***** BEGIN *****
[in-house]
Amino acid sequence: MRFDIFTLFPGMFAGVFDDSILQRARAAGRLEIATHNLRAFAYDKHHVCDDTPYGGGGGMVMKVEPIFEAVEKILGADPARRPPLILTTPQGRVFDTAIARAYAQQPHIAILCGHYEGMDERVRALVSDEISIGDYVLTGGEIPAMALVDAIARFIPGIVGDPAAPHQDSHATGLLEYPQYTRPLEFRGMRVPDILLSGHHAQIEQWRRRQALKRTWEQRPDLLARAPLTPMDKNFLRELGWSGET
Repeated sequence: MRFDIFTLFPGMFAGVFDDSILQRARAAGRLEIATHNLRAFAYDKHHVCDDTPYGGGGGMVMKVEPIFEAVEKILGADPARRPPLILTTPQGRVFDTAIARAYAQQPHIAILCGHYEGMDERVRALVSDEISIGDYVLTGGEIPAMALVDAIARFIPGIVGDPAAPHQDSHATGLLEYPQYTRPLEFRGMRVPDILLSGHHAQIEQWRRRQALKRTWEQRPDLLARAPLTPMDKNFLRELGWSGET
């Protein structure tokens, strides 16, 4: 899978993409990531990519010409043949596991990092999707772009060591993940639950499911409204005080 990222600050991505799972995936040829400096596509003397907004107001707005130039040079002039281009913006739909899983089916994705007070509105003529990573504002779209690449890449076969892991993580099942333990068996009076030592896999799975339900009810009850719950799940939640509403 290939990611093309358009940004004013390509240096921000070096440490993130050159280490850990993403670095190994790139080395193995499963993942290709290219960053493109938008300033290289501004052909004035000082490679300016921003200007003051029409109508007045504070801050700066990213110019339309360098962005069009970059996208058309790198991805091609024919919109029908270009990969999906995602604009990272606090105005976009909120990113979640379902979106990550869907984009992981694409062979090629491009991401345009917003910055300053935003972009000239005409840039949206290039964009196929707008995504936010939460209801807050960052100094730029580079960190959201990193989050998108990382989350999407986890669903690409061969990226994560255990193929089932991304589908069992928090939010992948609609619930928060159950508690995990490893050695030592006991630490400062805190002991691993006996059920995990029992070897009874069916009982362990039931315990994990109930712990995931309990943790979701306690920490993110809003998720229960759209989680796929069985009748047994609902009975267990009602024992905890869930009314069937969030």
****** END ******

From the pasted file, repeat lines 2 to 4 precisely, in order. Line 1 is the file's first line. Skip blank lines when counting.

Amino acid sequence: MRFDIFTLFPGMFAGVFDDSILQRARAAGRLEIATHNLRAFAYDKHHVCDDTPYGGGGGMVMKVEPIFEAVEKILGADPARRPPLILTTPQGRVFDTAIARAYAQQPHIAILCGHYEGMDERVRALVSDEISIGDYVLTGGEIPAMALVDAIARFIPGIVGDPAAPHQDSHATGLLEYPQYTRPLEFRGMRVPDILLSGHHAQIEQWRRRQALKRTWEQRPDLLARAPLTPMDKNFLRELGWSGET
Repeated sequence: MRFDIFTLFPGMFAGVFDDSILQRARAAGRLEIATHNLRAFAYDKHHVCDDTPYGGGGGMVMKVEPIFEAVEKILGADPARRPPLILTTPQGRVFDTAIARAYAQQPHIAILCGHYEGMDERVRALVSDEISIGDYVLTGGEIPAMALVDAIARFIPGIVGDPAAPHQDSHATGLLEYPQYTRPLEFRGMRVPDILLSGHHAQIEQWRRRQALKRTWEQRPDLLARAPLTPMDKNFLRELGWSGET
């Protein structure tokens, strides 16, 4: 899978993409990531990519010409043949596991990092999707772009060591993940639950499911409204005080 990222600050991505799972995936040829400096596509003397907004107001707005130039040079002039281009913006739909899983089916994705007070509105003529990573504002779209690449890449076969892991993580099942333990068996009076030592896999799975339900009810009850719950799940939640509403 290939990611093309358009940004004013390509240096921000070096440490993130050159280490850990993403670095190994790139080395193995499963993942290709290219960053493109938008300033290289501004052909004035000082490679300016921003200007003051029409109508007045504070801050700066990213110019339309360098962005069009970059996208058309790198991805091609024919919109029908270009990969999906995602604009990272606090105005976009909120990113979640379902979106990550869907984009992981694409062979090629491009991401345009917003910055300053935003972009000239005409840039949206290039964009196929707008995504936010939460209801807050960052100094730029580079960190959201990193989050998108990382989350999407986890669903690409061969990226994560255990193929089932991304589908069992928090939010992948609609619930928060159950508690995990490893050695030592006991630490400062805190002991691993006996059920995990029992070897009874069916009982362990039931315990994990109930712990995931309990943790979701306690920490993110809003998720229960759209989680796929069985009748047994609902009975267990009602024992905890869930009314069937969030």